When you have a voice as spectacular as Sam Smith's—an instrument that can glide across multiple octaves without a break or apparent effort—the temptation to show off must be tremendous. The most impressive aspect of Smith's terrific show at the Merriweather Post Pavilion Friday night was how he resisted that impulse at nearly every turn.
Prowling the stage with a buttoned-up black shirt, minimalist brown beard, and ingratiating grin, the 23-year-old British soul singer began the show with 'Life Support.' He sang the first verse in a casual, conversational tenor that invited the listener to share the frustration of sleeping alone in a bed meant for two.
But when Smith leapt up into his unearthly falsetto for the second verse, he did so without grandstanding. There was no facial grimace, no embellishment of extra notes; he simply continued on in that same hushed confidentiality. It was as if he were trying to downplay the dumbfounding technical feat to keep the focus on the story he was telling. This, of course, made both aspects even more impressive.
He did that all night, pulling off astonishing vocal maneuvers as if they were no more than little accents in the confession he was making over a barroom table. He could jump across any interval to land on any pitch and any syncopated beat and still maintain that relaxed fullness of tone. And his band (keys, bass, drums, guitar, cello, and three harmony singers atop risers of varying height) demonstrated the same tasteful restraint.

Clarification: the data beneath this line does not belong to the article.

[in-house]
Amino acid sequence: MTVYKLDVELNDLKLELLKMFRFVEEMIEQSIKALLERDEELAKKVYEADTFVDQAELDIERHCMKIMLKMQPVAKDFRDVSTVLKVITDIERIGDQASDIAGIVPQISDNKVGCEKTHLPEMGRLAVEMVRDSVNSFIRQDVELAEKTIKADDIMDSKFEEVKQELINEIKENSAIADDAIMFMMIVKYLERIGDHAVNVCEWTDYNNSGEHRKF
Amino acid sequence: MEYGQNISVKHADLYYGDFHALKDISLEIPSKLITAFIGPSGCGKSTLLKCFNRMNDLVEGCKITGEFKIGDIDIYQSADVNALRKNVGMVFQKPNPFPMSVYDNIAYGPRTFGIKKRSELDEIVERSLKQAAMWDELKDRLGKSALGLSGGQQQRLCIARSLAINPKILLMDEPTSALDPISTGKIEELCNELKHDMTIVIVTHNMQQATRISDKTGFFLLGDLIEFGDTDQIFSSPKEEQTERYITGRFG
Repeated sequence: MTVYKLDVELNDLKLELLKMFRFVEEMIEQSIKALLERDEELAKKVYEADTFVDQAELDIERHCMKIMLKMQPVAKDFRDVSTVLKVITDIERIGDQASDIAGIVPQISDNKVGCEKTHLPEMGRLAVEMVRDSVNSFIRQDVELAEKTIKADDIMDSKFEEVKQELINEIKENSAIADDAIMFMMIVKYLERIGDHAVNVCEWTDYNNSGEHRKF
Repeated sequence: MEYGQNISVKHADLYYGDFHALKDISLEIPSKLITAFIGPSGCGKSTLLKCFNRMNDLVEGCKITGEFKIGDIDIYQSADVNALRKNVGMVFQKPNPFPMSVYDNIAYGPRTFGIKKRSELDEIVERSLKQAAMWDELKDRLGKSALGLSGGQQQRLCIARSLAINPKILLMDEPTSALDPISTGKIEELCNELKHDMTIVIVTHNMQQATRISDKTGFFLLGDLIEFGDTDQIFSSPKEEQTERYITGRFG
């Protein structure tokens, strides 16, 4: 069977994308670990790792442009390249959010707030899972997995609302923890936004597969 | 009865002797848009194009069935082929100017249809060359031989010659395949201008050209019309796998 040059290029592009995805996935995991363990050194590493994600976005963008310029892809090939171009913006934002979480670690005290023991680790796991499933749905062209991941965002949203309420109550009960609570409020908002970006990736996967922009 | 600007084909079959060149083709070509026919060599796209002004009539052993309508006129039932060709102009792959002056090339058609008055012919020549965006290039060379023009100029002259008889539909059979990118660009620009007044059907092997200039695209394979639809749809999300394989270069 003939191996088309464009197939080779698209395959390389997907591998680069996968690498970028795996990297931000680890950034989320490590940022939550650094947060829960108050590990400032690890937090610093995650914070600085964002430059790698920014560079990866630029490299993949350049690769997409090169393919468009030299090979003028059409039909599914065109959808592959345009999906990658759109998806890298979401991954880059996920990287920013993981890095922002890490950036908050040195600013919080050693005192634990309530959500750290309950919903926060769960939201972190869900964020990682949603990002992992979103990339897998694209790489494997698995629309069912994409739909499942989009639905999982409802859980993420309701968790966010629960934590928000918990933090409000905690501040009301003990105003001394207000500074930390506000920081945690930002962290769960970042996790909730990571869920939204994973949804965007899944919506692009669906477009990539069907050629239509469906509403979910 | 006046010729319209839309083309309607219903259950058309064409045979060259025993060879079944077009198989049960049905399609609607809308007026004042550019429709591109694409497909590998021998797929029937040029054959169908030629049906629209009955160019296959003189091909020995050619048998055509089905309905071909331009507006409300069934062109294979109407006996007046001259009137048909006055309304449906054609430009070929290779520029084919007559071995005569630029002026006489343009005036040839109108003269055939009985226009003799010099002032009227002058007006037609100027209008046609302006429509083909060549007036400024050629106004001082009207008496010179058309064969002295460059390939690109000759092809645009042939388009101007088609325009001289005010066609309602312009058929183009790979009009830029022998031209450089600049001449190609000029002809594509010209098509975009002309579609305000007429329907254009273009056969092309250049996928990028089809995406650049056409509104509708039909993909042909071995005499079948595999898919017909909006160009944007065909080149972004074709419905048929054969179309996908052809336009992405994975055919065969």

He sang nine of the 10 tracks on his 2014 breakthrough album, "In the Lonely Hour," the bonus track 'Make It with Me,' the title track of his 2013 EP "Nirvana," his collaborations with Disclosure ('Latch'), Naughty Boy ('La La La'), John Legend ('Lay Me Down'), and Nile Rodgers ('Together'), and covers of songs associated with Amy Winehouse ('Tears Dry on Their Own'), Ashford & Simpson ('Ain't No Mountain High Enough'), Chic ('Le Freak'), and Elvis Presley ('I Can't Help Falling in Love with You').
These covers reveal an attention to history that is reflected in the quality of his songwriting: strong, memorable melodies, change-of-gear bridges, beginning-middle-end structure, and emotional transparency. The live show lacked the minimalist clarity of his recordings; the bassy, muddy mix obscured lyrics and details. But by the time Smith's gravity-defying tenor closed out the set with his signature single, 'Stay with Me,' that irresistible romantic plea swept away any doubts about the authenticity of his talent.